Common Name: red pine, Norway pine
Hardiness Zone: 2 to 5
Height: 50 to 80 ft
Width: 20 to 25 ft
Description: This tall, straight conifer is the state tree of Minnesota. It is a common sight throughout the state, growing both naturally and in plantation settings. It is commonly referred to as Norway pine, though this title carries incorrect implications because it did not originate in Norway. One story behind the title is that early settlers mistook it for Norway spruce. Another is that it was grown at high rates near the town of Norway, ME.
Red pine is one of the tallest trees in Minnesota, reaching over 125 feet tall in extreme cases. It is quite common to see it growing in typical plantation formation: straight, linear rows with even spacing between individuals. It is one of the most heavily used timber species in Minnesota. Red pine is an important component of several forest ecosystems in Minnesota, particularly in the northern regions. Red pine grows well on nutrient-poor, sandy soils that cannot support the needs of most species. It can provide nesting sites for eagles and other birds, shelter for mammals, and habitat for mid-successional understory vegetation that provides valuable wildlife browse.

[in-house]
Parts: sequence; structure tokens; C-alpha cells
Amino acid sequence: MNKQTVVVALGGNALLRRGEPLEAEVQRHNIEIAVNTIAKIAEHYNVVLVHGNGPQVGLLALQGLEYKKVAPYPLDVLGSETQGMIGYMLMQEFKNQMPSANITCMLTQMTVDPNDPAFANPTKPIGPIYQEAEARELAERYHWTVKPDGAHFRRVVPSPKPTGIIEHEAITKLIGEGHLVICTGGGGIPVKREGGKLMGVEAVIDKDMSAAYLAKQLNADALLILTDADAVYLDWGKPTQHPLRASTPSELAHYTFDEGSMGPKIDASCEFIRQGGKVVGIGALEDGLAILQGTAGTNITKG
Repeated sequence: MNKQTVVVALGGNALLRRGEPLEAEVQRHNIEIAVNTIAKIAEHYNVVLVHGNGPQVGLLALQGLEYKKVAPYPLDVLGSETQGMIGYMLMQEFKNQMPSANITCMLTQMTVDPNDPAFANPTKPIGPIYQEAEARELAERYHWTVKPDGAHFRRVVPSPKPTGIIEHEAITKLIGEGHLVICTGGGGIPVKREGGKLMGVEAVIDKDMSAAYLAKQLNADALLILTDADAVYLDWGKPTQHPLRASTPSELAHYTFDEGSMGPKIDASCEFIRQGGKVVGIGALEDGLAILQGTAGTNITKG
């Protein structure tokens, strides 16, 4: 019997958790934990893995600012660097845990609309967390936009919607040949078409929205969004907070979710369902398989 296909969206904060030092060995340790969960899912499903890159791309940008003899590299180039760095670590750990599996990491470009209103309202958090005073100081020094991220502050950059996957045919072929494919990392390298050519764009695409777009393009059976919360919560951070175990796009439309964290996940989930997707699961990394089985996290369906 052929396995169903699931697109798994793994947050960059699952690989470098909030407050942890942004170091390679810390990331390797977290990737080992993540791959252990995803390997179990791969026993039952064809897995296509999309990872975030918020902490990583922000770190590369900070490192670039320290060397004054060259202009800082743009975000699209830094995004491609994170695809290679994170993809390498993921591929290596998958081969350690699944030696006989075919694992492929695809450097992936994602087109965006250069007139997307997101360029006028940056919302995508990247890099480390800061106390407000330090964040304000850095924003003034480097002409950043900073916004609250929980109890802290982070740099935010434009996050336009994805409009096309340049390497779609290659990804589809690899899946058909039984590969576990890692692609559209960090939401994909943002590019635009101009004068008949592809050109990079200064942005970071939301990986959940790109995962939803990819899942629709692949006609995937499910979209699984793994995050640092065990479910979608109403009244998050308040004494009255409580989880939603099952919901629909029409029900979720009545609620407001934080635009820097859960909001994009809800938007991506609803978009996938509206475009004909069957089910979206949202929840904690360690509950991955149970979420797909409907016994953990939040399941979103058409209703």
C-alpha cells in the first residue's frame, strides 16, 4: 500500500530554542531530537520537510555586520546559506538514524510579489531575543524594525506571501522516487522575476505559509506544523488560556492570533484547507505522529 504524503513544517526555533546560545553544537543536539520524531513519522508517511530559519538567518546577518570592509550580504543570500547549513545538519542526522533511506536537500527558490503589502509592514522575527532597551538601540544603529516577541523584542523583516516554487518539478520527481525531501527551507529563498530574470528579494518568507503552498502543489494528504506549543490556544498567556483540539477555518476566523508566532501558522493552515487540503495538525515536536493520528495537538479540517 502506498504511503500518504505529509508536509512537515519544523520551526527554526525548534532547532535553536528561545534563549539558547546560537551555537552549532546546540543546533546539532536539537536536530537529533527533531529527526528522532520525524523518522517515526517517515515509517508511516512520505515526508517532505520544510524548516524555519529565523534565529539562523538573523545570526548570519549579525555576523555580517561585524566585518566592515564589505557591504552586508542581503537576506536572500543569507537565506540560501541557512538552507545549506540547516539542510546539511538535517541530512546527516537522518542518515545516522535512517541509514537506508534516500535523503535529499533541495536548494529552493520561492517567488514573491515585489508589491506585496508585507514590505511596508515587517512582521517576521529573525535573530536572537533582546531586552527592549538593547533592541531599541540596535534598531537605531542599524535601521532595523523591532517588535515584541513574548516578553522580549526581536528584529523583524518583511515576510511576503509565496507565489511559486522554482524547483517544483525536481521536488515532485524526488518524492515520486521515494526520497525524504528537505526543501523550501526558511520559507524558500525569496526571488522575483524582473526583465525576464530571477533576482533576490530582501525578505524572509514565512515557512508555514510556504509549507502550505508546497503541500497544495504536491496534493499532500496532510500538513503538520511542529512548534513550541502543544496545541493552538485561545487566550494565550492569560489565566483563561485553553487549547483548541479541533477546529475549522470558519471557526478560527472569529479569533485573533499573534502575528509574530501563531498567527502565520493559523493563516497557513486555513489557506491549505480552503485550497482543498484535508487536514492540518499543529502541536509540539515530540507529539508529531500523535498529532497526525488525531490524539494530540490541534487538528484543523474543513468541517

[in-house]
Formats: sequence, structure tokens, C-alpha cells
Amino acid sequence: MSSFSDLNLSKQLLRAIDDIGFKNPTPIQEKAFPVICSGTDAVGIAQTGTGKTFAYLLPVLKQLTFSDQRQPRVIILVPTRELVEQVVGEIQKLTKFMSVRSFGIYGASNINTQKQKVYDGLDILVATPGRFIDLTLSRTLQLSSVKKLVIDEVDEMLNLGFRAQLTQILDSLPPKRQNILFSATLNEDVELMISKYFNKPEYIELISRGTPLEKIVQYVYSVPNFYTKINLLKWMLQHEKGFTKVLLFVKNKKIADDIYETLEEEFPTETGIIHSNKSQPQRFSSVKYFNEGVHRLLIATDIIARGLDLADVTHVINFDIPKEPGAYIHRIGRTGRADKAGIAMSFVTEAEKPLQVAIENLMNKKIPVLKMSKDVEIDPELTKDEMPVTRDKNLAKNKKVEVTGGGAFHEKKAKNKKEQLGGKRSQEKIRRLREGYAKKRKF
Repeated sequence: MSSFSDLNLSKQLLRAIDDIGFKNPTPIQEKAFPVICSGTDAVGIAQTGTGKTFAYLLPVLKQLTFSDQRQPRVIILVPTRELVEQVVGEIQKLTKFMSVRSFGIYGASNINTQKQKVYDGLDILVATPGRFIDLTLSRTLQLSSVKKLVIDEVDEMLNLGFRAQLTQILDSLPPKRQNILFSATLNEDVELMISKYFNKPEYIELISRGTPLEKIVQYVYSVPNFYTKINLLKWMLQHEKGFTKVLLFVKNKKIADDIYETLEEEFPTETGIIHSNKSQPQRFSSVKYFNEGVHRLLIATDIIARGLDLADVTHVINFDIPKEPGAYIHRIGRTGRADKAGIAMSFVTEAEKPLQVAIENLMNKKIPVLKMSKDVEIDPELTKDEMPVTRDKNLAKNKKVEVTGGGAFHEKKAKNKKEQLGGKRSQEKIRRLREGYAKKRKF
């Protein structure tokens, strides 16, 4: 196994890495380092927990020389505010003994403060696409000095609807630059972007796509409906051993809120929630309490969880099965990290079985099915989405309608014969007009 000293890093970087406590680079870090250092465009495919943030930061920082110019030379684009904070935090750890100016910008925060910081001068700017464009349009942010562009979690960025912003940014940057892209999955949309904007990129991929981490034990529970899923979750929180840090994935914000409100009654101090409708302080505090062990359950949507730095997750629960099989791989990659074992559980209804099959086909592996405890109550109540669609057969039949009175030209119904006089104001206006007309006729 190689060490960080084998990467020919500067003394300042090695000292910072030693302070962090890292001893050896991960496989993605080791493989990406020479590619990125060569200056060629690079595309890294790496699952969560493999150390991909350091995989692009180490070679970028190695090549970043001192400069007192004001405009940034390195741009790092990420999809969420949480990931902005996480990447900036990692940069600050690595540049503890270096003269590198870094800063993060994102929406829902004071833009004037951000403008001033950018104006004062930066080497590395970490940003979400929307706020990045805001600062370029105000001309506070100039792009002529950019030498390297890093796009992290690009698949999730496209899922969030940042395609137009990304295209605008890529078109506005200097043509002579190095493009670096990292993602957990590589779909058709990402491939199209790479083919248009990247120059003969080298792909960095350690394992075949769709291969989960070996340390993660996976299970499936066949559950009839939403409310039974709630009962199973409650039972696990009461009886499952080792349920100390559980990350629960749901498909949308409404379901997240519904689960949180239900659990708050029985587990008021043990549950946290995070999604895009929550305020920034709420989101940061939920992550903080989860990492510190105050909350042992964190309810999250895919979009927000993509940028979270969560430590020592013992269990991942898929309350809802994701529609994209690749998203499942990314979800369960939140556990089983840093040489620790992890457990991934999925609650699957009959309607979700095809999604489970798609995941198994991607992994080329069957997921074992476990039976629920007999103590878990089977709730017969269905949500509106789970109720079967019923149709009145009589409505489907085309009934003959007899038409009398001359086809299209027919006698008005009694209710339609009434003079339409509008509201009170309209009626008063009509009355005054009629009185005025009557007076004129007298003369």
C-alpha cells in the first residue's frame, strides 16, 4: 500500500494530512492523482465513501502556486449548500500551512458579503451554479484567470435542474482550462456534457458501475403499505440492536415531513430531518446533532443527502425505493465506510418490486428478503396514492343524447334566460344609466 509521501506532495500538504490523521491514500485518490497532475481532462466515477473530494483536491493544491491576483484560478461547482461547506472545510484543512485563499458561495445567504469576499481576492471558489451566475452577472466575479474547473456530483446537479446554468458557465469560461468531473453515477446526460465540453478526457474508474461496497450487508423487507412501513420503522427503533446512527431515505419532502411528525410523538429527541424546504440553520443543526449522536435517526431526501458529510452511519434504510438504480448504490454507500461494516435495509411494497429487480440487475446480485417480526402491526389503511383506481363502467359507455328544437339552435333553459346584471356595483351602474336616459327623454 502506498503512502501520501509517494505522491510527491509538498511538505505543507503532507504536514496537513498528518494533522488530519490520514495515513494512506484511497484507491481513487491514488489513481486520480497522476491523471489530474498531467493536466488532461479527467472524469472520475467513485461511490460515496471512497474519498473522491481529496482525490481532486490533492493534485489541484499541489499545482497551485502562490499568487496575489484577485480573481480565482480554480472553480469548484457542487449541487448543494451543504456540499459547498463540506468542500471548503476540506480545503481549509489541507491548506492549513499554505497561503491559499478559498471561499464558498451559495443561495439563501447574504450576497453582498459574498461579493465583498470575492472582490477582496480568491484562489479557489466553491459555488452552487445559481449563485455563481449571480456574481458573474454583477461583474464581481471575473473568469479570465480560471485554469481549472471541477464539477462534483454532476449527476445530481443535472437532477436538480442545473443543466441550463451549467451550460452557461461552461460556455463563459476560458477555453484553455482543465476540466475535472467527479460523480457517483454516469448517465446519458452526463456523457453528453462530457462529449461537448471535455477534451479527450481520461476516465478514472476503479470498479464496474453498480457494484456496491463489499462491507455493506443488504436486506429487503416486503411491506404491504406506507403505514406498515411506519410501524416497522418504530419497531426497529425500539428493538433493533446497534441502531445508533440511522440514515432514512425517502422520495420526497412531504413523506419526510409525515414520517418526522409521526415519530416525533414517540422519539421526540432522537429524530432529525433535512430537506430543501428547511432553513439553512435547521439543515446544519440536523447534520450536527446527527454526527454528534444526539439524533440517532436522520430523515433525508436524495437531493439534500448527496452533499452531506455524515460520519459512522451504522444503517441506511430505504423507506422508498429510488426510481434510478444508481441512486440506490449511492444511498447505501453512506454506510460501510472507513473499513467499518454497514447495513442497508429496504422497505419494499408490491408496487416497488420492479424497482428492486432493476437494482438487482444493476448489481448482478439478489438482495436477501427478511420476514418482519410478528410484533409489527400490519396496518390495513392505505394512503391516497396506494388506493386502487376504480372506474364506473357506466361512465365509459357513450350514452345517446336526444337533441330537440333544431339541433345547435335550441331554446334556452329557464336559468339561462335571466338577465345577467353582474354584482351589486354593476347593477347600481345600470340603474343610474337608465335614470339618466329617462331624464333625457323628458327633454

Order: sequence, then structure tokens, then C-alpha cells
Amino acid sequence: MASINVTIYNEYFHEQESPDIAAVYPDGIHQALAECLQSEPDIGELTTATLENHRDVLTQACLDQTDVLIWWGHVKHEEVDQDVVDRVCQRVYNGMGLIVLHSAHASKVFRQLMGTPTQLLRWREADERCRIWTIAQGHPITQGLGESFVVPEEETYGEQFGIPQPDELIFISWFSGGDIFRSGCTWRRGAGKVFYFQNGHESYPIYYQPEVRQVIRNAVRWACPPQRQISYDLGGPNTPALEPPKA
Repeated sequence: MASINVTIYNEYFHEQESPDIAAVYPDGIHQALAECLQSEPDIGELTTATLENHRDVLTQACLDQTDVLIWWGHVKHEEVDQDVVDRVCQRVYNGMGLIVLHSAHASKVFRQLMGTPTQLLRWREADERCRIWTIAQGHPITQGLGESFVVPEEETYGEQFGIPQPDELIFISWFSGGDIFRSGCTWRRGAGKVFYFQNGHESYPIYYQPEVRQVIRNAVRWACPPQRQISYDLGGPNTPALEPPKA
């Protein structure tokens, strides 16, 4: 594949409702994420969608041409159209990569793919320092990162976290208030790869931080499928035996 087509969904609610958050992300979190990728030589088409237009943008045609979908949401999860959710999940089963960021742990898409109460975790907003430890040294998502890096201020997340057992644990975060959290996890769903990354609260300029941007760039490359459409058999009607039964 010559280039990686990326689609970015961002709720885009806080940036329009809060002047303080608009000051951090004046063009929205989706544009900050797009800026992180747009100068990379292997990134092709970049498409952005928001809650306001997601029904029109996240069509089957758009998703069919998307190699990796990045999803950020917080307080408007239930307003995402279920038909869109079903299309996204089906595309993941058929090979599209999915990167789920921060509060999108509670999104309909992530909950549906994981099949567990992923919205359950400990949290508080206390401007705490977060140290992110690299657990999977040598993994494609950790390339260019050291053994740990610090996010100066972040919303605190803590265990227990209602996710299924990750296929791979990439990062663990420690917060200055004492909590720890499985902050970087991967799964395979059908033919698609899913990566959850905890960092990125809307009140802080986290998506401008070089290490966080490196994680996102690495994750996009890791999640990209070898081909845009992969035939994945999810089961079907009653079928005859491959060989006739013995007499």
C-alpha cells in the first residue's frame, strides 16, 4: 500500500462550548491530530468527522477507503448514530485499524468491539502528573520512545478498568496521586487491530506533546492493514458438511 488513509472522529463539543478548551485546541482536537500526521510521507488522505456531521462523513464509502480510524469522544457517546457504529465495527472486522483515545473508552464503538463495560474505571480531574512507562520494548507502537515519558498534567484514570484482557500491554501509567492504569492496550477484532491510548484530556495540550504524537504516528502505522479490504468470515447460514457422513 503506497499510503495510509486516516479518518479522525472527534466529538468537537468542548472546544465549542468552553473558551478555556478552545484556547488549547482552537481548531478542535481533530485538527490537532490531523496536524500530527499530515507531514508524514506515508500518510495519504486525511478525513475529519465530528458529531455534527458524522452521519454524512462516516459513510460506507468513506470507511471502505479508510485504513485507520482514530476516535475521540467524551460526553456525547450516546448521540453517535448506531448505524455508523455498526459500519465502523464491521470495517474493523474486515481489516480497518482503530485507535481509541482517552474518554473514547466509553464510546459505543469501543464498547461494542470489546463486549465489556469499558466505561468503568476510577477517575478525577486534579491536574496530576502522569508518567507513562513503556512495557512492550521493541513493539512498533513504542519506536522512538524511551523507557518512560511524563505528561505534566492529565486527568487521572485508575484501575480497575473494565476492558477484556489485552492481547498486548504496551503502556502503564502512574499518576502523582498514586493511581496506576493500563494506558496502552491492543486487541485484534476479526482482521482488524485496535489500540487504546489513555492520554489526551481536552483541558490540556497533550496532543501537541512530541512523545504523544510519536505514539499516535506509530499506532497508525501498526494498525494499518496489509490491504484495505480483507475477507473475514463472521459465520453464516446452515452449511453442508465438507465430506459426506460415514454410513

To identify red pine, look for needles clumped in pairs of two, conical buds, and red-plated bark. The only species grown in Minnesota that could be confused with red pine may be Austrian pine. To test between the two, you can bend the needles to the breaking point. If the needles snap, they belong to red pine. If they bend without snapping, they belong to Austrian pine.
Dirr, Michael A. (1975). Manual of Woody Landscape Plants. Champange, Illinois: Stipes Publishing L.L.C..
Pinus resinosa. Missouri Botanical Garden. http://www.missouribotanicalgarden.org/PlantFinder/PlantFinderDetails.as.... Accessed 01 June 2018.
Pinus resinosa (red pine). Minnesota Wildflowers. https://www.minnesotawildflowers.info/tree/red-pine. Accessed 01 June 2018.